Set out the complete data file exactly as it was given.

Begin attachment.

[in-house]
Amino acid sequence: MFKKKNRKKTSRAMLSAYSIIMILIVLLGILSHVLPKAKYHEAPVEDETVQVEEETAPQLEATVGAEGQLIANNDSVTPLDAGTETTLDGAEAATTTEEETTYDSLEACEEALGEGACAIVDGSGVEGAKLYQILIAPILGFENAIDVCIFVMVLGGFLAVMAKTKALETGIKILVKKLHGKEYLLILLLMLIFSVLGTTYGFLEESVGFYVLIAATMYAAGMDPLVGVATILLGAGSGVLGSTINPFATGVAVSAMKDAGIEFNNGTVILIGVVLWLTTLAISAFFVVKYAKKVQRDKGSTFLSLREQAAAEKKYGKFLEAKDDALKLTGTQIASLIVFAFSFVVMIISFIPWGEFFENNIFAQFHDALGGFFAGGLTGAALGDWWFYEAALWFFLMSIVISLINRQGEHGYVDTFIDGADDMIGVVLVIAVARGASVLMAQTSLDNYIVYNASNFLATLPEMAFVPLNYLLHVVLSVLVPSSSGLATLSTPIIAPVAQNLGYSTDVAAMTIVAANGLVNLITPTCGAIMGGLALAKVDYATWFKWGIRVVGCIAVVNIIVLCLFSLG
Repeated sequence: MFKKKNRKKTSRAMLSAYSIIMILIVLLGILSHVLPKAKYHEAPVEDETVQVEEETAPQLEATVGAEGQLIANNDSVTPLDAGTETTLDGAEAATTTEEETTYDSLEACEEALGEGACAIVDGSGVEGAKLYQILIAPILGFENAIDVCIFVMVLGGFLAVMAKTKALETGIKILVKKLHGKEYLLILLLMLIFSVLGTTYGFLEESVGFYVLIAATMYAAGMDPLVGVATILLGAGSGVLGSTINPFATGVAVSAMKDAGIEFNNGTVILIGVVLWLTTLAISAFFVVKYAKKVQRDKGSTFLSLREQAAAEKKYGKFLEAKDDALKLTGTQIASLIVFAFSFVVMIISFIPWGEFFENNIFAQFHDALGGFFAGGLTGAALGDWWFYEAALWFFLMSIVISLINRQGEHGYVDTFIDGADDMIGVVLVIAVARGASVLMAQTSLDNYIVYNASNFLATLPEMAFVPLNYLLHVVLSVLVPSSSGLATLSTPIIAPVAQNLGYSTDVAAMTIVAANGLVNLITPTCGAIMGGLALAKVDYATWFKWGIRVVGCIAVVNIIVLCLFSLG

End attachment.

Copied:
[in-house]
Amino acid sequence: MFKKKNRKKTSRAMLSAYSIIMILIVLLGILSHVLPKAKYHEAPVEDETVQVEEETAPQLEATVGAEGQLIANNDSVTPLDAGTETTLDGAEAATTTEEETTYDSLEACEEALGEGACAIVDGSGVEGAKLYQILIAPILGFENAIDVCIFVMVLGGFLAVMAKTKALETGIKILVKKLHGKEYLLILLLMLIFSVLGTTYGFLEESVGFYVLIAATMYAAGMDPLVGVATILLGAGSGVLGSTINPFATGVAVSAMKDAGIEFNNGTVILIGVVLWLTTLAISAFFVVKYAKKVQRDKGSTFLSLREQAAAEKKYGKFLEAKDDALKLTGTQIASLIVFAFSFVVMIISFIPWGEFFENNIFAQFHDALGGFFAGGLTGAALGDWWFYEAALWFFLMSIVISLINRQGEHGYVDTFIDGADDMIGVVLVIAVARGASVLMAQTSLDNYIVYNASNFLATLPEMAFVPLNYLLHVVLSVLVPSSSGLATLSTPIIAPVAQNLGYSTDVAAMTIVAANGLVNLITPTCGAIMGGLALAKVDYATWFKWGIRVVGCIAVVNIIVLCLFSLG
Repeated sequence: MFKKKNRKKTSRAMLSAYSIIMILIVLLGILSHVLPKAKYHEAPVEDETVQVEEETAPQLEATVGAEGQLIANNDSVTPLDAGTETTLDGAEAATTTEEETTYDSLEACEEALGEGACAIVDGSGVEGAKLYQILIAPILGFENAIDVCIFVMVLGGFLAVMAKTKALETGIKILVKKLHGKEYLLILLLMLIFSVLGTTYGFLEESVGFYVLIAATMYAAGMDPLVGVATILLGAGSGVLGSTINPFATGVAVSAMKDAGIEFNNGTVILIGVVLWLTTLAISAFFVVKYAKKVQRDKGSTFLSLREQAAAEKKYGKFLEAKDDALKLTGTQIASLIVFAFSFVVMIISFIPWGEFFENNIFAQFHDALGGFFAGGLTGAALGDWWFYEAALWFFLMSIVISLINRQGEHGYVDTFIDGADDMIGVVLVIAVARGASVLMAQTSLDNYIVYNASNFLATLPEMAFVPLNYLLHVVLSVLVPSSSGLATLSTPIIAPVAQNLGYSTDVAAMTIVAANGLVNLITPTCGAIMGGLALAKVDYATWFKWGIRVVGCIAVVNIIVLCLFSLG